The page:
Fintech startups have cropped up around the world and those trying to modernize and bring more structure to Islamic finance are not far behind. In fact, in many parts of the world, they are leading the charge. 18 startups have set up shop in Malaysia helping it to emerge as one of the world’s top hubs for Islamic fintech startups. 15 fintechs in the UK followed by 15 Islamic fintechs in Indonesia. Surprisingly, the UAE ranks 4th with 12 startups in the field. The United States only has 11 companies. According to a report from S&P Global Ratings, Islamic finance is set to expand slowly this year and in 2019, but fintech could provide a boost by unlocking new avenues for growth and enhancing the security of transactions.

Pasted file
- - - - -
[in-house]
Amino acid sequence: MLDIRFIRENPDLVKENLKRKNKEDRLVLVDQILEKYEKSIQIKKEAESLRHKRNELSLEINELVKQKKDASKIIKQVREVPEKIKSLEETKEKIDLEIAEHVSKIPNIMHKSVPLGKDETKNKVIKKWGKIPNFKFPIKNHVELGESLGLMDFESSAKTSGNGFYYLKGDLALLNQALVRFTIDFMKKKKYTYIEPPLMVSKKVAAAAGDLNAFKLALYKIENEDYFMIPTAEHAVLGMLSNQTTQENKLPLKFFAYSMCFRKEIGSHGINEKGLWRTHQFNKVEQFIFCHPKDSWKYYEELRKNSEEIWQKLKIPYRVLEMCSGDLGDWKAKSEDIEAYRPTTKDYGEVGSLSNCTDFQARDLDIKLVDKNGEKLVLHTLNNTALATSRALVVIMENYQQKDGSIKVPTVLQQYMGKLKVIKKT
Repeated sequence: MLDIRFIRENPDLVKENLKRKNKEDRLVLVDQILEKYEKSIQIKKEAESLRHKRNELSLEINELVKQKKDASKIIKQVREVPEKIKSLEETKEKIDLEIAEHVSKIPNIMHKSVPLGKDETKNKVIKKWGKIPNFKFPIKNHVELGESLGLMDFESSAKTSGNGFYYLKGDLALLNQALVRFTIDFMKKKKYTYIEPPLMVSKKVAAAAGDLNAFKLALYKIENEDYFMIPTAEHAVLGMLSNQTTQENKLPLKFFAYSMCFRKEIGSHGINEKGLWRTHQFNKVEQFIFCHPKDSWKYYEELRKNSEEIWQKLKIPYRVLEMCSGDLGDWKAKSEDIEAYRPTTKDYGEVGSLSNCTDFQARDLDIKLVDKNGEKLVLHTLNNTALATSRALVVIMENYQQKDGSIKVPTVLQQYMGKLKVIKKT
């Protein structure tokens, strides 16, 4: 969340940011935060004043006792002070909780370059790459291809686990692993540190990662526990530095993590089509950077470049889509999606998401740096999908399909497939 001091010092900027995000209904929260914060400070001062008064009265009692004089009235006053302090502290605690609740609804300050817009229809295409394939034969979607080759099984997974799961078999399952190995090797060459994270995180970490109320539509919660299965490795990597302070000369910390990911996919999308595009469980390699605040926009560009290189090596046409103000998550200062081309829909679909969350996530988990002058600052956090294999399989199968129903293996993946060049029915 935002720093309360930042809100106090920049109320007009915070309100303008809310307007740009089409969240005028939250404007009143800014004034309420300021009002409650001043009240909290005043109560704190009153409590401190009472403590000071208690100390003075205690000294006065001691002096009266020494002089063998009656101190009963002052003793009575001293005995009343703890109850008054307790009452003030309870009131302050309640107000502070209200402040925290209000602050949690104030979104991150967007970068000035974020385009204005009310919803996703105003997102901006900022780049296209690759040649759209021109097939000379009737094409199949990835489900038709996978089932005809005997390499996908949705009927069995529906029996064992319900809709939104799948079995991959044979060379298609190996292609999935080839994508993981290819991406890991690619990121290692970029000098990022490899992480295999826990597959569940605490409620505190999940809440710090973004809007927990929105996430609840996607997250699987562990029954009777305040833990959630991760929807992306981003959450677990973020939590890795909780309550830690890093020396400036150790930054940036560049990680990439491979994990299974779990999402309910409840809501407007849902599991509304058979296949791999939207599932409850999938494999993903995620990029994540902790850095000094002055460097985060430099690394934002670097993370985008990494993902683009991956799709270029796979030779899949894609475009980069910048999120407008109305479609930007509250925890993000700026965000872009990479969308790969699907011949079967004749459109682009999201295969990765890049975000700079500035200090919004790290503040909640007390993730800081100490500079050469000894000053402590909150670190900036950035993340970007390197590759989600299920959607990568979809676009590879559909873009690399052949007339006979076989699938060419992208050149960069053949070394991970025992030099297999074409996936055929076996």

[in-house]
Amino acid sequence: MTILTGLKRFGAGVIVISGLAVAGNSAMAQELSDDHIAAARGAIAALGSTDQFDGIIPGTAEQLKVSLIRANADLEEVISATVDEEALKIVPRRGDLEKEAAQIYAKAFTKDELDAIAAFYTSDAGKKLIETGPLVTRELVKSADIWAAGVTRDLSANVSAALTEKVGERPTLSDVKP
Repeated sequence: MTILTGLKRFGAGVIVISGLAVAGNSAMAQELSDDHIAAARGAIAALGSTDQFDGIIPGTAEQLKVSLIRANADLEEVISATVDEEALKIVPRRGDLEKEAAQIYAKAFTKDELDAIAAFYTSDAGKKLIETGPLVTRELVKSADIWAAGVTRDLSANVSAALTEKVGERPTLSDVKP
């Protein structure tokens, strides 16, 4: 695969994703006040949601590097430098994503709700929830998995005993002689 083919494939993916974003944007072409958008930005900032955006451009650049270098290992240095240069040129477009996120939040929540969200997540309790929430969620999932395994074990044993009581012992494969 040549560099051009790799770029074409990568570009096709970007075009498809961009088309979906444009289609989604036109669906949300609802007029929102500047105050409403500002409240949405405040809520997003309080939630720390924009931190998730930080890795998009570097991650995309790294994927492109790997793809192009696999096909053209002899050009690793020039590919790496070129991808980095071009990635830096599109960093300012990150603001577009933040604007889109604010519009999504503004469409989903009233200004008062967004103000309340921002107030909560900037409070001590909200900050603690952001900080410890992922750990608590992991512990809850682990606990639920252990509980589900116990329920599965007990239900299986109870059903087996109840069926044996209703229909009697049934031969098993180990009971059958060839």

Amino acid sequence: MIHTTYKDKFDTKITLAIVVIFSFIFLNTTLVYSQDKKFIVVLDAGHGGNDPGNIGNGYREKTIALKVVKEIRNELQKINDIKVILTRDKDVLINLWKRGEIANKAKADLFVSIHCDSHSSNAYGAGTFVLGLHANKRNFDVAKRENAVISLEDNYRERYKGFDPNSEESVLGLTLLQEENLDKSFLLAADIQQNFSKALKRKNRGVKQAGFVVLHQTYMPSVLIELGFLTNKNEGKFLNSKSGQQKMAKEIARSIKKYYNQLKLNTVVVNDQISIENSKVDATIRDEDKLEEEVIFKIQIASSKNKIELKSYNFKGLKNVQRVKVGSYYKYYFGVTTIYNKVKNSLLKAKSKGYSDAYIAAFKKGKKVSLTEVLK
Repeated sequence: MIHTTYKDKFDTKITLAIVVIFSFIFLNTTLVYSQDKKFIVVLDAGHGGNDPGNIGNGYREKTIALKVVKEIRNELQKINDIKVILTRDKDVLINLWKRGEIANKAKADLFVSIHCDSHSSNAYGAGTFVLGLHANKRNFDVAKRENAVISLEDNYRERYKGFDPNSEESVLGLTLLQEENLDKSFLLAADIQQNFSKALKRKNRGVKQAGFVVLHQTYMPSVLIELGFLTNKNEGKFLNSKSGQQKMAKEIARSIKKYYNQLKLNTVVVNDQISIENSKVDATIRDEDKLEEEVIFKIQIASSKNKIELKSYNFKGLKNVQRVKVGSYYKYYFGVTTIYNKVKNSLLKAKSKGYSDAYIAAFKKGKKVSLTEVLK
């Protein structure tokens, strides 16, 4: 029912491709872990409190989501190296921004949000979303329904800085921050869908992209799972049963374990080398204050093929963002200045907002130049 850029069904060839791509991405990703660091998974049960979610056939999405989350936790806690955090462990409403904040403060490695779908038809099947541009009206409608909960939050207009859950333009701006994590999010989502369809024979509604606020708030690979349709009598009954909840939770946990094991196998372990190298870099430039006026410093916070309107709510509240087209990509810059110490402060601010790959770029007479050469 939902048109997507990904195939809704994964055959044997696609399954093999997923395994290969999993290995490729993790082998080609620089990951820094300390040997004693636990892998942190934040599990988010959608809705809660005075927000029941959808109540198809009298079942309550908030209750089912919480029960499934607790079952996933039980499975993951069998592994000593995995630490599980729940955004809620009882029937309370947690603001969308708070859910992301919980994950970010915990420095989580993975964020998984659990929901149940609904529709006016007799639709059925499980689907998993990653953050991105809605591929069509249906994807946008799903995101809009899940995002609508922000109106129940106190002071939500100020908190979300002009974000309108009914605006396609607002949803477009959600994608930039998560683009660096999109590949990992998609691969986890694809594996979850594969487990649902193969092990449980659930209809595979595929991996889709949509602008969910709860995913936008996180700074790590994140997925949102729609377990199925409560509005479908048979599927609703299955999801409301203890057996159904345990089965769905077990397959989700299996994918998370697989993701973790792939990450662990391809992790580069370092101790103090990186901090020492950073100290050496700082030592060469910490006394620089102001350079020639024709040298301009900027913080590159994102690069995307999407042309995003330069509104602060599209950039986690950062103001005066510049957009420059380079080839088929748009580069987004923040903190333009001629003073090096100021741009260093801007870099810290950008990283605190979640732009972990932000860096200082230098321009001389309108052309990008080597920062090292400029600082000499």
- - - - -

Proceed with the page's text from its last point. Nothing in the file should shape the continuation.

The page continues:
In terms of trends, crowdfunding makes up over a third of the global Islamic fintech market, followed by banking software, which makes up 17%. Other major segments include payments, remittances and foreign exchange and alternative and peer-to-peer finance.
Looking ahead, Gulf countries are positioning themselves to become fintech hubs. the U.A.E. and Bahrain, in particular, establishing regulatory sandboxes and business accelerators targeting the sector. The Dubai Chamber released its findings on the top Islamic fintech hubs ahead of the Global Islamic Economy Summit in Dubai, held in late October this year.